Looking for Lorraine: The Radiant and Radical Life of Lorraine Hainsberry
Imani Perry described Looking for Lorraine as a “third-person memoir.” That seems a fitting for this book which is worth reading for anyone who would like to know more about this interesting playwright and civil rights activist.
While Perry does pinpoint events in Lorraine’s life that affected her writing, she leaves her biography to others. Instead, she focuses on her experiences as part of the first black family integrating a white neighborhood. She traces Lorraine’s studies at the University of Madison, Wisconsin, including a summer program in Ajijic, Mexico, where she developed her commitment to socialism and widened her acceptance of various lifestyles.
After dropping out of college, Lorraine moved to New York where she lived a vibrant life working at a magazine and engaging fully as an activist. However, her beliefs often put her against the traditional civil rights movement since she had a socialist view of power dynamics. Soon, Lorraine met Bobby Nemiroff, and they were June 20, 1953, after spending a day protesting the Rosenberg executions.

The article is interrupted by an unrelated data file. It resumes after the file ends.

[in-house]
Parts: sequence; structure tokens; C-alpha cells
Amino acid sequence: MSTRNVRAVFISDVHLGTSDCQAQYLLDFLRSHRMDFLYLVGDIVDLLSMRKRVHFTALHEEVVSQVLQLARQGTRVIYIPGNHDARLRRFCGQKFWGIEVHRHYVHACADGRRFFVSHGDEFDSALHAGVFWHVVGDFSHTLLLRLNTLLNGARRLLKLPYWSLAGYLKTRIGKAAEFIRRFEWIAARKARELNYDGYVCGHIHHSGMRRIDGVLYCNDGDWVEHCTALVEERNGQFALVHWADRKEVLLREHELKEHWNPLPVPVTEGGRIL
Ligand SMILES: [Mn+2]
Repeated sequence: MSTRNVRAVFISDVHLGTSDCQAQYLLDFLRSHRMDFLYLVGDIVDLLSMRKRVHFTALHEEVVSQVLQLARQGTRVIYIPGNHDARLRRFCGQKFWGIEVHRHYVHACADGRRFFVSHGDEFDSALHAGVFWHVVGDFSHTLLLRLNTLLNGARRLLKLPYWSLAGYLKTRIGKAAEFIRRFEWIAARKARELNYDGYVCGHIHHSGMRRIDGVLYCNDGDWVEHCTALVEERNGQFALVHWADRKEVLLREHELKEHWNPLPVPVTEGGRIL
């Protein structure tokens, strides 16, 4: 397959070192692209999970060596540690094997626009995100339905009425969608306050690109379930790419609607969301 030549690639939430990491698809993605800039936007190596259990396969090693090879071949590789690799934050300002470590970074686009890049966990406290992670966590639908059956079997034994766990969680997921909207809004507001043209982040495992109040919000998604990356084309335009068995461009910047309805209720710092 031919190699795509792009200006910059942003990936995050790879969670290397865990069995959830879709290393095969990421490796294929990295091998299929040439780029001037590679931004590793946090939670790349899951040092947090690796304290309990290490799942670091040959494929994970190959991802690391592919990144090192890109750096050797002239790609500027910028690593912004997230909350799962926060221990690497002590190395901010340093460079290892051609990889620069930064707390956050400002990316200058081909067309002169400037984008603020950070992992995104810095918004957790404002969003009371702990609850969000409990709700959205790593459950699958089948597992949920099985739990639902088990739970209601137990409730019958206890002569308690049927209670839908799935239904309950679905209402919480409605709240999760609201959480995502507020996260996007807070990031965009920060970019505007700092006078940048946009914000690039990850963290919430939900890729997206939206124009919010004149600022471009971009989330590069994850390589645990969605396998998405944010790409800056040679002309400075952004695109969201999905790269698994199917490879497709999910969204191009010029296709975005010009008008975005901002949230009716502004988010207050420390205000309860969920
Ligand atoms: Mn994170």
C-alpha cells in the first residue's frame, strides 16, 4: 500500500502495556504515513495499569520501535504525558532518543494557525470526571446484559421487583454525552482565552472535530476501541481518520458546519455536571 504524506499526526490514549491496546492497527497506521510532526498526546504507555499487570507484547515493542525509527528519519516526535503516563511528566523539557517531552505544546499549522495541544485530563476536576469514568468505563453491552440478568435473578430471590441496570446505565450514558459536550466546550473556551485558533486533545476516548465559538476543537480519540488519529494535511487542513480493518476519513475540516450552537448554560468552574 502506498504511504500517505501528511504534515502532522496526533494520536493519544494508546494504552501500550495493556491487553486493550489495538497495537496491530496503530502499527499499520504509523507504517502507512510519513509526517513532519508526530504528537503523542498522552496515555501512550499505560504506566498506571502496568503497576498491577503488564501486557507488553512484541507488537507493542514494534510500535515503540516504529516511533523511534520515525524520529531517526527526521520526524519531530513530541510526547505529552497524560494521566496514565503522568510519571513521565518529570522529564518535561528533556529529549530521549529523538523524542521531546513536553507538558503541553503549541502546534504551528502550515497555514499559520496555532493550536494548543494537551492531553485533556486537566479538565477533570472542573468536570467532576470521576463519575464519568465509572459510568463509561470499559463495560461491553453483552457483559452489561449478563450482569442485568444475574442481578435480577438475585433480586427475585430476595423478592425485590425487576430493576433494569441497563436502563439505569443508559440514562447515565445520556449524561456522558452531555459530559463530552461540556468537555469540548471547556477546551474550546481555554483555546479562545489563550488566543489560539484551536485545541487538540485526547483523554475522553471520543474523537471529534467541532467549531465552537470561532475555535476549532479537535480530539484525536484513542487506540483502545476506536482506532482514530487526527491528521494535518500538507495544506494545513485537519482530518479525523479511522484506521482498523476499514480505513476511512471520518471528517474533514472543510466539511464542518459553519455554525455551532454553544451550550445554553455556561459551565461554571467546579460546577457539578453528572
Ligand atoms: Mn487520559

Although Lorraine and Bobby were lifelong partners, she had relationships with women that informed her writing as well as close friendships with James Baldwin and Nina Simone. Especially after her fame following the success of A Raisin in the Sun, Lorraine used her platform to advocate for equality, not just in the United States but around the world. Sadly, she died at only thirty-four of pancreatic cancer.
Perry connects all of these episodes to her plays and unpublished writings, providing close readings with clear insights. Additionally, she offers analysis of other works published at the time that informed Lorraine. Her writing is engaging and revealing as well as personal.
I was embarrassed to realize how little I knew about Lorraine Hansberry who was such an important playwright and civil rights activist, but gratified to learn so much from Imani Perry’s “third person memoir.” I especially enjoyed reading the analysis of her works and the works of others who influenced her. I highly recommend this for anyone interested in biography, literature, and/or civil rights.